Spell Tome and Printer Friendly Versions

Download the Book of Magic Spell Codex Volume 1 today at DriveThruRPG and the Open Gaming Store. Order your print copy today from Amazon.

Book of Magic: Spell Codex Volume 1 (PF 1e)

The Collected Knowledge of a Hundred Spellcasters

Bringing together all the spells from nearly two dozen companion sources, the Book of Magic: Spell Codex Volume 1 has something for everyone. These spells have been updated for clarity and expanded to cover classes introduced after their original publication. Gathered together for the first time, these spells will give your character the edge you’ve been looking for.

Within these 96 pages, the Book of Magic: Spell Codex Volume 1 contains:

  • Over 170 spells for all 26 spellcasting classes. From wizard to bloodrager, cleric to paladin, psychic to medium, you’ll find spells for your character here.
  • New short descriptions, making it easy for you to discover and find that perfect spell. 
  • Artwork to make this feel like a true spellcaster’s tome.

With this essential compendium, your character will be prepared for the road ahead.

Download the Book of Magic Spell Codex Volume 1 today at DriveThruRPG and the Open Gaming Store. Order your print copy today from Amazon.

Book of Magic: Spell Codex Volume 1

With the Book of Magic: Spell Codex Volume 1 coming out soon, we’re talking about the spells you will find. Last week, we talked about domination link. Today, we’re talking about share skin and its bigger cousin—greater share skin.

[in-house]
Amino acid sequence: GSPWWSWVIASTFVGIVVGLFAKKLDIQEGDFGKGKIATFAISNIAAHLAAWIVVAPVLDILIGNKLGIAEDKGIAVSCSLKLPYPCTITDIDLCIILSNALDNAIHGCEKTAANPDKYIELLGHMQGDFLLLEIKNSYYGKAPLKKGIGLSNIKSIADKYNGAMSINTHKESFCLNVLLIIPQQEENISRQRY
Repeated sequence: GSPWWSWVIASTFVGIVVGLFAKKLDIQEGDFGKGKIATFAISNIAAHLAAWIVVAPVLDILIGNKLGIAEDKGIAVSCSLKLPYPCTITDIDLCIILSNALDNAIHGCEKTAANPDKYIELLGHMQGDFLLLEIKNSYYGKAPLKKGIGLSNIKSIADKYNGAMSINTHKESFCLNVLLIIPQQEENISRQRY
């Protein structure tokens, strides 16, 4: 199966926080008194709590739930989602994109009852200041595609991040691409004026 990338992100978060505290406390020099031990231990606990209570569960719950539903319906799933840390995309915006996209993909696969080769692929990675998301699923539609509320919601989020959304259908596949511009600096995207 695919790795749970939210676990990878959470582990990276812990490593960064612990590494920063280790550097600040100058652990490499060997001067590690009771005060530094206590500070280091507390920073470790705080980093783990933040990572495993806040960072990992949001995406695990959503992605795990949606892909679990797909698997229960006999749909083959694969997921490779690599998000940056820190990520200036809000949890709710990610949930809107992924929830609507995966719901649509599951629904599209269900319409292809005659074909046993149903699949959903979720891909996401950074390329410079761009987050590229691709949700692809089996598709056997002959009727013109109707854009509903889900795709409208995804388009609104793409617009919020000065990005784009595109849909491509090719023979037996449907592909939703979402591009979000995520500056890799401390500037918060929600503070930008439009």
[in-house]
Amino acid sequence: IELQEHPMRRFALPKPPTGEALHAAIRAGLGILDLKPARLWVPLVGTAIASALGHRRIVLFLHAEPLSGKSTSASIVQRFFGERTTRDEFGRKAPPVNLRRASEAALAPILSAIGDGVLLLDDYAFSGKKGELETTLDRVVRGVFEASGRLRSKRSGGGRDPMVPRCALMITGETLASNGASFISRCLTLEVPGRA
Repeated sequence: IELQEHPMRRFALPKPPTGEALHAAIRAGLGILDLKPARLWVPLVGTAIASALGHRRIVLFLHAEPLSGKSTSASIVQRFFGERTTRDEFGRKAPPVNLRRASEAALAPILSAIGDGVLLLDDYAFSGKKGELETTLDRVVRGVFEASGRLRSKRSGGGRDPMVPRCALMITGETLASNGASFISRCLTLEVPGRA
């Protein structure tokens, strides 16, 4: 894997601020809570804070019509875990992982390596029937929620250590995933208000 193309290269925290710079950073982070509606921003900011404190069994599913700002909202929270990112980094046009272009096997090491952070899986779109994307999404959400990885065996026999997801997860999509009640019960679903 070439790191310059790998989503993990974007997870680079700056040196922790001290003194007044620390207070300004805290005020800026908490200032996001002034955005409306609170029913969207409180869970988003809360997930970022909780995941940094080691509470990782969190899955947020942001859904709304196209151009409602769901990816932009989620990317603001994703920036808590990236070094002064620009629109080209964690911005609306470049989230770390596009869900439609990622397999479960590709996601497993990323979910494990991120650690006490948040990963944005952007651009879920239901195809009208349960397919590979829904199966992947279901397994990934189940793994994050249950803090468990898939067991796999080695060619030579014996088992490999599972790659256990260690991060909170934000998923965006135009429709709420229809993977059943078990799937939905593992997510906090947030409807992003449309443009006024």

Originally appearing in Blood of the Moon, the weaker of the two spells let the spellcaster take over an animal, much like how Harry Dresden lets Bob out of his skull to do a ride-along with Mister, his Cat. Except this spell would let Harry take over his familiar. Greater share skin works the same way except it lets you take over the body of the touched creature.

Both of these spells work similar to magic jar, but I personally feel that these versions are better spells. First off you don’t need that pesky gem or crystal. Sure it had to be worth a measly 100 gp but needing to have the focus item always made it feel like it was a less desirable spell. Plus there’s the fact that your body is left helpless for however long you are in the creature. Sure your party is there to watch over it, but that means they are not there with you while you are using the body. These spells, because your body vanishes, lets you use the creature you took over with your party at your side. Take over a dragon and your party can ride your back and destroy the big bad.

When expanding who uses this spell, obviously the hunter got in on the share skin. That class gets all druid spells of 6th-level or lower (and at a lower level if the ranger gets it at a lower level). So hunter was an obvious addition to the list. However, we also added shaman to both spells. This was an odd choice since it does not get magic jar. However, we felt that a shaman taking over an animal’s body seemed like it would be in the shaman’s wheelhouse. Heck, there’s a shaman archetype in the Pathfinder Roleplaying Game: Advanced Class Guide that lets you do something very similar to this as a class feature. So we felt safe adding these to the shaman class.